Canadian Bankers Association

Canadian Bankers Association

October 02, 2009 14:22 ET

Learn How to Avoid Online Threats and Protect Personal Information During Cyber Security Awareness Month

TORONTO, ONTARIO--(Marketwire - Oct. 2, 2009) - The Internet has made it easier than ever to conduct business, keep in touch with friends and manage our finances with greater speed, efficiency and convenience. Unfortunately, criminals also use the Internet to try to gain access to personal and financial information.

October is Cyber Security Awareness Month and, to raise awareness among Canadians, banks have teamed up to provide information, consumer tips and an interactive quiz to educate consumers about online threats so they can protect themselves and their computers.

"Banks and other businesses have sophisticated security systems in place that are very difficult to overcome, which is why criminals are online trying to get confidential, personal information directly from unsuspecting Canadians," said Nancy Hughes Anthony, President and CEO of the Canadian Bankers Association. "Once the criminals get information such as passwords, personal banking and credit card details and social insurance numbers, that information can be used or sold to others to commit identity theft and financial fraud."

Protect yourself online

Online browsing habits may unknowingly put individuals in danger of downloading malicious codes or viruses or making personal information available to strangers. Fortunately there are a number of steps individuals can take to protect themselves and their home computers:

- Protect your home computer - make sure that you install anti-virus, anti-spyware and Internet firewall tools purchased from trusted retailers or suppliers. Keep these programs enabled and continuously updated to protect your computer against malicious software.

- Be wary of downloading free files, programs, software or screensavers - malicious software, like spyware (that secretly monitors what you do online) and keystroke loggers (that secretly track what you are typing) can be hidden within the downloaded file and used to access personal information, such as passwords and financial information.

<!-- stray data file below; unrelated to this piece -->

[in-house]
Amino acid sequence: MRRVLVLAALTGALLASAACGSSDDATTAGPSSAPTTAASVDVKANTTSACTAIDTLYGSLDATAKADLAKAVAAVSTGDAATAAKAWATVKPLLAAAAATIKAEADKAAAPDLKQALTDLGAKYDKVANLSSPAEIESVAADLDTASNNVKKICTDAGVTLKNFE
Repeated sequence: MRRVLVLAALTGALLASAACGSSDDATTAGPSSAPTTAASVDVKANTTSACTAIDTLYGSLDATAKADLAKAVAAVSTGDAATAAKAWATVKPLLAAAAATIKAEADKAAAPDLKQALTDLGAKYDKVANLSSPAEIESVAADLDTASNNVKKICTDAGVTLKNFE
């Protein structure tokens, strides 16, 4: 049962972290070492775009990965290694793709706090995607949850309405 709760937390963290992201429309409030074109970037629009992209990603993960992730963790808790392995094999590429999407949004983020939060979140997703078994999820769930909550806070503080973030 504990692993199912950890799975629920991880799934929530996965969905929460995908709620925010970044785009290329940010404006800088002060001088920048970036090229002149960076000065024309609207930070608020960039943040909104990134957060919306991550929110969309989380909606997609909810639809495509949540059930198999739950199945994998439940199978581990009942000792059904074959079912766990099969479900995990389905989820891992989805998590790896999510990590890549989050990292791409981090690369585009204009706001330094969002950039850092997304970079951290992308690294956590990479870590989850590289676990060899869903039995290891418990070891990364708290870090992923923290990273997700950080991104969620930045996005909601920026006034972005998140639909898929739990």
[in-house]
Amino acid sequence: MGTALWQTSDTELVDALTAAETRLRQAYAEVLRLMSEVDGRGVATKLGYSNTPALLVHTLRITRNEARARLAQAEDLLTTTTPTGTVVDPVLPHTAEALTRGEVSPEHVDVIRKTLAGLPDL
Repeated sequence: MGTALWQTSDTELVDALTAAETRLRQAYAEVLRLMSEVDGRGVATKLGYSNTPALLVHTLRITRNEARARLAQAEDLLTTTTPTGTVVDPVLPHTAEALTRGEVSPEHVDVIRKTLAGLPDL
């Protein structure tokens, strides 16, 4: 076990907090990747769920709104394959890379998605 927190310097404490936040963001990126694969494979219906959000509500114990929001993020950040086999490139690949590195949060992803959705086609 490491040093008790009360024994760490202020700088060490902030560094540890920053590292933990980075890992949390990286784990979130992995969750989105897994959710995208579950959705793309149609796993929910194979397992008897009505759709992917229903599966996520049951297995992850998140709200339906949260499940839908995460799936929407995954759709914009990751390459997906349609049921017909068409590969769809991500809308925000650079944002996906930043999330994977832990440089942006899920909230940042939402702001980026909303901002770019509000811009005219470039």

- Protect your passwords - ensure that you create strong and unique passwords for each Internet log-in identity. Pet names, birthdates and simple number combinations (e.g. 1234) are examples of predictable passwords that can be easily "cracked" by criminals. Avoid using the same log-in passwords for multiple websites, especially when they access websites with sensitive personal or financial information.

- Be wary of unsolicited pop-up warnings and security alerts - Pop-up messages can be used to distribute malware, so be familiar with your computer's security alerts and learn to recognize alerts that may be fraudulent. If you receive an unfamiliar or suspicious warning or security message, do not click anywhere on the screen (including the 'Cancel' button in the on-screen dialogue box) which may contain malware. Instead, use Alt+F4 or Ctrl+Alt+Delete and launch Task Manager to close the window.

- Ensure that you are in a secure environment when doing financial transactions online - look for the closed-lock or unbroken-key icons on your browser when entering credit card or other sensitive data. If you don't see these icons, or if you see the broken key or the open padlock, your transaction is not being securely transmitted across the Internet and the website may be a fraudulent one.

- Clear your cache - when you visit different websites, the website addresses are stored in the cache, or memory, of your computer. Make sure you clear the cache of your browser after visiting secure sites so that nobody else can view any confidential information you may have transmitted.

The Canadian Bankers Association works on behalf of 50 domestic banks, foreign bank subsidiaries and foreign bank branches operating in Canada and their 263,400 employees. The CBA advocates for effective public policies that contribute to a sound, successful banking system that benefits Canadians and Canada's economy. The Association also promotes financial literacy to help Canadians make informed financial decisions.

Contact Information

  • Canadian Bankers Association
    Andrew Addison
    (416) 362-6093, ext. 220 or Cell: (416) 587-7733